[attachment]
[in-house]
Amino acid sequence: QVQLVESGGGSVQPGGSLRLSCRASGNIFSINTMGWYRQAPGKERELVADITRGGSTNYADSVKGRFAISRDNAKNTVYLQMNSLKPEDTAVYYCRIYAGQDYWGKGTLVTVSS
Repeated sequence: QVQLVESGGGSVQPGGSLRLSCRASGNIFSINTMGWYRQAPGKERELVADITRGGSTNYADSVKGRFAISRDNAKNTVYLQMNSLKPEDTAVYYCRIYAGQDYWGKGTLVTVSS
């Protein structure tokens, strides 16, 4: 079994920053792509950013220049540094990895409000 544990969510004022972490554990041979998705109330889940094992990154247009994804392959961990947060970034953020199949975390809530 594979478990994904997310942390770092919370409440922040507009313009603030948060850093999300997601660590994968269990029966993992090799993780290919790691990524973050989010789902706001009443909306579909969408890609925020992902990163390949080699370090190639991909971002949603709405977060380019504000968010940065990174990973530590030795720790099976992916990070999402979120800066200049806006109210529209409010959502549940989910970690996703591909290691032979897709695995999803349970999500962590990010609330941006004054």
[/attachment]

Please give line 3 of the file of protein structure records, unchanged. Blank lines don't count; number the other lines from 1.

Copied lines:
Repeated sequence: QVQLVESGGGSVQPGGSLRLSCRASGNIFSINTMGWYRQAPGKERELVADITRGGSTNYADSVKGRFAISRDNAKNTVYLQMNSLKPEDTAVYYCRIYAGQDYWGKGTLVTVSS